Marketing is valuable to any businesses that hopes to be competitive in the healthy food market but marketing functional food and beverages can be a challenge.
Companies looking to capitalize on the $43 billion global functional food and beverage sector should not let marketing trump research, cautioned attorney Alan Feldstein of the law firm Collins, McDonald & Gann at the SupplySide West trade show.
The global market is estimated to grow to $54 billion by 2017, according to Leatherhead Food Research. But case studies indicate how companies can properly and successfully launch functional food products–as well as how companies can get dinged by regulators for making a range of rookie mistakes.
Big Companies Can Fail at Marketing functional Beverages
Among the more common mistakes are trying to fortify junk food, as when Coca-Cola tried to fortify Diet Coke Plus with vitamins and minerals.
“What they tried to do is turn soda into a product that had some health benefits,” said Feldstein. “You can’t make a silk purse out of a sow’s ear.”
The FDA came down on Coca-Cola for that one, showing that even marketing titans are liable to make mistakes and it’s not so easy when it comes to marketing functional food and beverages.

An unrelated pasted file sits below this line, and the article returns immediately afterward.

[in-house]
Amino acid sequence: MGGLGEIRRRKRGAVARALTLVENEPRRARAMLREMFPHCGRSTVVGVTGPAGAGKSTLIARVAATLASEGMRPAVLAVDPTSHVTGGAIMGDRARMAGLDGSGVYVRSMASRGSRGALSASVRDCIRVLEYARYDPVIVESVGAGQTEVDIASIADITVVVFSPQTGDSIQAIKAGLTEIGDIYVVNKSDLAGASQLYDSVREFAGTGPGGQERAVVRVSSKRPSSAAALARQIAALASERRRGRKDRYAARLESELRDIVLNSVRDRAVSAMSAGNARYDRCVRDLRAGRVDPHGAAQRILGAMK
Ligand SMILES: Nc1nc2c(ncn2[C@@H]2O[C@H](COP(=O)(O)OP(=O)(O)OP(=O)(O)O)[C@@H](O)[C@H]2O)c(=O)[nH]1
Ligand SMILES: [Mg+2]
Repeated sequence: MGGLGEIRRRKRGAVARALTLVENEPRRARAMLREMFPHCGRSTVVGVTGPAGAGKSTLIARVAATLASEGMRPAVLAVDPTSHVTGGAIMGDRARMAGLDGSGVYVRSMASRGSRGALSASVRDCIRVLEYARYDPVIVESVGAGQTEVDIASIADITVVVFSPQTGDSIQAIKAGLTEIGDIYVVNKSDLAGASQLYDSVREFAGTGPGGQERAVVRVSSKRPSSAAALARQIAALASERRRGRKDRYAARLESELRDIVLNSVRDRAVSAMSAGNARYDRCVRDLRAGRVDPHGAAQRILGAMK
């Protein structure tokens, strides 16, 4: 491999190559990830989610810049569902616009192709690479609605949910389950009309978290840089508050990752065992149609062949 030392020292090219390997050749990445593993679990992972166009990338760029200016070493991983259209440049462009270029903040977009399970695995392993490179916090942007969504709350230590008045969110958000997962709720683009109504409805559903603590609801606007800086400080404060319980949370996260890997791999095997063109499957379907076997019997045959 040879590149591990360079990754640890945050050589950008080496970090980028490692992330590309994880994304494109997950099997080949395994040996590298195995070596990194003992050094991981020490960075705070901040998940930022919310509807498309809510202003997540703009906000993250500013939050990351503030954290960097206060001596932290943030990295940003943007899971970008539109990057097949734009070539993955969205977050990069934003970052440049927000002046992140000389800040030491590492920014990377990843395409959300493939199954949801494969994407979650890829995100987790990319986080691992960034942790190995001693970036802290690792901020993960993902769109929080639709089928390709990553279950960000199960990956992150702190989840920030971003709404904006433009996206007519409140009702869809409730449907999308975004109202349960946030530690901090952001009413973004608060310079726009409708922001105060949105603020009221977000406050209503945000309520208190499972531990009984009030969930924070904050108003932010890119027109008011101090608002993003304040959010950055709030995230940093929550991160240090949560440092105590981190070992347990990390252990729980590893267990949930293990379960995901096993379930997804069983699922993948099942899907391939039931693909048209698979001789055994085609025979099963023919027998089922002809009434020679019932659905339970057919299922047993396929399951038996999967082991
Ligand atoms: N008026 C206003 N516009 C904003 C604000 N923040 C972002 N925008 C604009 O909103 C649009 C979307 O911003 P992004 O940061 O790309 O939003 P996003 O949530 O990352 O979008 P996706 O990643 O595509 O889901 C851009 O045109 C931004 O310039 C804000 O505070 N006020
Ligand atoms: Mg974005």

Another similar example is Gamer Grub, a snack food marketed to video game players and referred to as a pizza-flavored performance snack. The problem here was its proprietary blend of choline and L-glutamic acid, and the fact that foods are not allowed to have proprietary blends–a tactic some supplement companies use to maintain a competitive advantage by not giving away their exact formulation.
On the other side, Knudson’s Simply Nutritious drink contains ginger and echinacea, with a dosage of 960mg echinacea, which is considered an efficacious dose. The company has been able to successfully market the product.
Feldstein laid out common-sense principles that should govern a company’s efforts when it comes to successfully marketing functional food and beverages
5 Tips for Marketing Functional Food and Beverages
- Truthful advertising, in net, has to not be misleading.
- Substantiate claims.
- Don’t let marketing overrule common sense.
- Functionalize foods that already have some health benefit, and not empty-calorie snacks or drinks. Examples include probiotics in yogurt, or antioxidants in ketchup.
- Beware the fairy dust principle – use enough of an ingredient to be effective and that support the claims being made.